By Awan Achiek
South Sudan’s capital Juba sits on the bank of Africa’s longest river, the Nile, but for residents to get the water, they must dig deep into their pockets.
After ten years of independence, the country has not yet got a pipe water system including in the capital and access is through water trucks managed mainly by foreigners.
A 250 liter drum sells between 500 and 1000 South Sudanese Pounds, depending on the distance from the river bank, and it’s more than double the sales for the same at the beginning of the year. In January, it sold between 200SSP and 400SSP.
For Rhoda Daniel who lives in Jebel Yeshua, on the far west of the capital Juba, access to a drum of water would cost between 800 SSP and 1000 SSP – and she is just a petty trader in the market.
“We can’t be able to cope with these prices because some of us can’t get 1000 SSP per day given the economic hardship the country is facing,” Daniel told Juba Echo in an interview.
“We are urging the government to construct for us piped water to save us from all these difficulties we are facing every day.”
Such hiking prices of basic commodities are common in South Sudan where a chaotic economic situation has led to a runaway inflation.
The inflation rate was about 37.99 percent in 2020.
An economic policy by the Central Bank to provide $8 million weekly on the market has reduced the exchange rate of the US Dollars on the parallel market and not prices of commodities.
Traders defend the high prices by claiming the SSP has been valued at the bank.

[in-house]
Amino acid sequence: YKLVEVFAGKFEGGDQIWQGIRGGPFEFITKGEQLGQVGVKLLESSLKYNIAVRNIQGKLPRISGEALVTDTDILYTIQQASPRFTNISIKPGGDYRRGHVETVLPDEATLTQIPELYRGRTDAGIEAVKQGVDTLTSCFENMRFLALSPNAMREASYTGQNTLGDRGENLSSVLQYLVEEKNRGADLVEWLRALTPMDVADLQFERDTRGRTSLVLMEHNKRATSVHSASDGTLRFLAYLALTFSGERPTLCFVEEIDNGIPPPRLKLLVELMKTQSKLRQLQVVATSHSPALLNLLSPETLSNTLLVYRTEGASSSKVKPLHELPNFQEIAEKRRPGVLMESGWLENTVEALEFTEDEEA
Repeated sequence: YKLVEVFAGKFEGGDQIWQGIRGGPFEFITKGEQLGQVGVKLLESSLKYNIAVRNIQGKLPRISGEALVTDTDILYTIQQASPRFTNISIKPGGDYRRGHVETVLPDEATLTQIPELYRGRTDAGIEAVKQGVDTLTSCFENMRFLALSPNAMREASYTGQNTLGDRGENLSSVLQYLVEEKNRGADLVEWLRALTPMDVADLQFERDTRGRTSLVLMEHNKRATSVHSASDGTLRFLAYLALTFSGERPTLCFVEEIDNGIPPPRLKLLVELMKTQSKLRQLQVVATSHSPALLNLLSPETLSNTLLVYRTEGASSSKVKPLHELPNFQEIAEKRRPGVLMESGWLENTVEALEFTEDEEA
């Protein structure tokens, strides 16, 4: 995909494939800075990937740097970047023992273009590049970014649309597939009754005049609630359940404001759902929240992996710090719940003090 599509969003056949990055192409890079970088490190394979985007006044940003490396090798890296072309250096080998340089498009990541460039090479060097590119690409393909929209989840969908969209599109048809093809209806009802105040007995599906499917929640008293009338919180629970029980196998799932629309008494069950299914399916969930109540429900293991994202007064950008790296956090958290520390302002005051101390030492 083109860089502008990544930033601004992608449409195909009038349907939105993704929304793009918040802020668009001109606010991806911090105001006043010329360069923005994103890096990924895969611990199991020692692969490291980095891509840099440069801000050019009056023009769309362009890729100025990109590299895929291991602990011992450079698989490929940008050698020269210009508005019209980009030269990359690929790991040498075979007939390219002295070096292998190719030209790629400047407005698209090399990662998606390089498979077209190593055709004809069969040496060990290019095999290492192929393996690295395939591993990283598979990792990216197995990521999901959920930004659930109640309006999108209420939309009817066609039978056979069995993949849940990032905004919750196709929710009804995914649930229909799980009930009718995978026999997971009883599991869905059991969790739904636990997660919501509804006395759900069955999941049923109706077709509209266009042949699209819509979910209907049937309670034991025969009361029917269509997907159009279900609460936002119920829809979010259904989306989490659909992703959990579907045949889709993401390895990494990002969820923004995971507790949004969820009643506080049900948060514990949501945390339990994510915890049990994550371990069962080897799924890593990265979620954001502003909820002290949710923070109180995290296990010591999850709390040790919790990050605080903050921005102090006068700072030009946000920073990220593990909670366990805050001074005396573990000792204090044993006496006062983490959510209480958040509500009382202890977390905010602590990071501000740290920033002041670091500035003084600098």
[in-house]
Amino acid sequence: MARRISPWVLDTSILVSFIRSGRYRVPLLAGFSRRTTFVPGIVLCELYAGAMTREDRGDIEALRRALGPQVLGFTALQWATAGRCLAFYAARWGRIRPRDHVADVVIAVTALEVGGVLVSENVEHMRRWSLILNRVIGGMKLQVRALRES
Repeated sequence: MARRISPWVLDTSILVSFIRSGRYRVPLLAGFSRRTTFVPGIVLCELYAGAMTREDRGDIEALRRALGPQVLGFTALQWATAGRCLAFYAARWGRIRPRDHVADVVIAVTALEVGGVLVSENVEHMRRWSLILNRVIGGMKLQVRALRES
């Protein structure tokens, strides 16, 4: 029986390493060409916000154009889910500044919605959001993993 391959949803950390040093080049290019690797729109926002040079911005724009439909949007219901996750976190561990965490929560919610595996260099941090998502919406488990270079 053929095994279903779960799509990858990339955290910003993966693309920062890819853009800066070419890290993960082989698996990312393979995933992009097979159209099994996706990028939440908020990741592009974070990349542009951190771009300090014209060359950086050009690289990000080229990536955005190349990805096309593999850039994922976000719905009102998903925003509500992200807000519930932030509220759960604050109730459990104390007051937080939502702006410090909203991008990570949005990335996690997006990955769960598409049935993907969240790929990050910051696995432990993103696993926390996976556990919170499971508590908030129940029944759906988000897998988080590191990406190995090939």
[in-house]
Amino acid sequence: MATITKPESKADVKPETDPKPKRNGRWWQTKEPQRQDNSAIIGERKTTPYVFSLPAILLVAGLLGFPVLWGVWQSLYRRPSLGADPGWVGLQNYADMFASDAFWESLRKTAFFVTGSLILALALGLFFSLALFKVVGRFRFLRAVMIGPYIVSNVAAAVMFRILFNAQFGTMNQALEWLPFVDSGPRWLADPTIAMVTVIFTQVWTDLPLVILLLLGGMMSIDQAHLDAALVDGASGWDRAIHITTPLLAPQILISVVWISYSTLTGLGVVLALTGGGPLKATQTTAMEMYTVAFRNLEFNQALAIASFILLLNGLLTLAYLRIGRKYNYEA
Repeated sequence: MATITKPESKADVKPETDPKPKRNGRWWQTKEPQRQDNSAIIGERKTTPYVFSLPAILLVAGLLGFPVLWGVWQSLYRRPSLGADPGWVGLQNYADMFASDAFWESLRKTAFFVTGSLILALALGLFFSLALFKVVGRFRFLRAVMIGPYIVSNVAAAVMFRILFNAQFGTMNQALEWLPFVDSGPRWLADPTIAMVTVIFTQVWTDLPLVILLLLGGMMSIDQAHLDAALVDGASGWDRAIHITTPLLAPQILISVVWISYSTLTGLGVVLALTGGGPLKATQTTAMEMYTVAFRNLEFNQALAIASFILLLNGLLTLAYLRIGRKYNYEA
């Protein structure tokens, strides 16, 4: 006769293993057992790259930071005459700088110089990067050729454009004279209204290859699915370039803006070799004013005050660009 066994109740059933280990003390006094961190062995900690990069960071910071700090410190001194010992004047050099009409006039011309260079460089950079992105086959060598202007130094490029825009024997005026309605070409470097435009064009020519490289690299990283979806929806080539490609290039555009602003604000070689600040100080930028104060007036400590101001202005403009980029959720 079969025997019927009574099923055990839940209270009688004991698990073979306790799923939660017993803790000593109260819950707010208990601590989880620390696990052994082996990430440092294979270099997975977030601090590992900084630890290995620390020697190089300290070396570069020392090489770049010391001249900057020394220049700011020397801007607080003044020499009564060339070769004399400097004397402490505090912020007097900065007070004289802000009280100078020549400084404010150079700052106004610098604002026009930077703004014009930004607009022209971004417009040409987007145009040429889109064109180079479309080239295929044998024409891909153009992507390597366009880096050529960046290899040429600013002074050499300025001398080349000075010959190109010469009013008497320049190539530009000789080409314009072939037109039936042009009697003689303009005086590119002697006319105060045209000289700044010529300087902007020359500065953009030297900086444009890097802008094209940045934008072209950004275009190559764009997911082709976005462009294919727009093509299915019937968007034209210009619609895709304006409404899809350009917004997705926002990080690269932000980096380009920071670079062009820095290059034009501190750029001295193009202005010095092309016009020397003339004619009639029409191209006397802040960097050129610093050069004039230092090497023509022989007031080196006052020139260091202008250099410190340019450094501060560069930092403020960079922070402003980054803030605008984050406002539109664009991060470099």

National access to basic water very low
Water is a basic for human life and ironically, residents in South Sudan have to resort to dirty water in a country that sits on the bank of the world’s longest freshwater river.
National access to basic water is at 40 per cent and the challenges in the water sector remain critical, the United Nations Children’s Fund said in a briefing this year.
Poor maintenance of limited facilities and weak government institutions at national and state levels contribute to inequities in access to water and sanitation services, it said.
Cost of equipment is a major contributor to the hike in water prices in Juba, David Kolas, who has been supplying water for seven years to residents said.
“The issue of spare parts for the car is forcing us to increase the prices of the water. The spare parts are becoming very expensive nowadays,” Kolas told Juba Echo.
“When we convert the small pounds we are getting from the sale of water, it will not be enough to purchase spare parts, and that is why we are increasing the prices of water based on market demand of the U.S dollars.”
Samson Taban, another water trucker also blamed hikes in prices on fuel cost.
“The prices of fuel keep on increasing every day at various fuel stations in Juba and this is affecting our work and facing us to increase the prices of water in a bid to adjust to the market demand,” Taban told Juba Echo.
“If we tell our clients that we have increased the prices because of fuel, they would not listen to us,” he said.
A plan to develop the production of clean water for Juba residents, being implemented by the Japan International Cooperation Agency stalled when war broke out in South Sudan in 2013.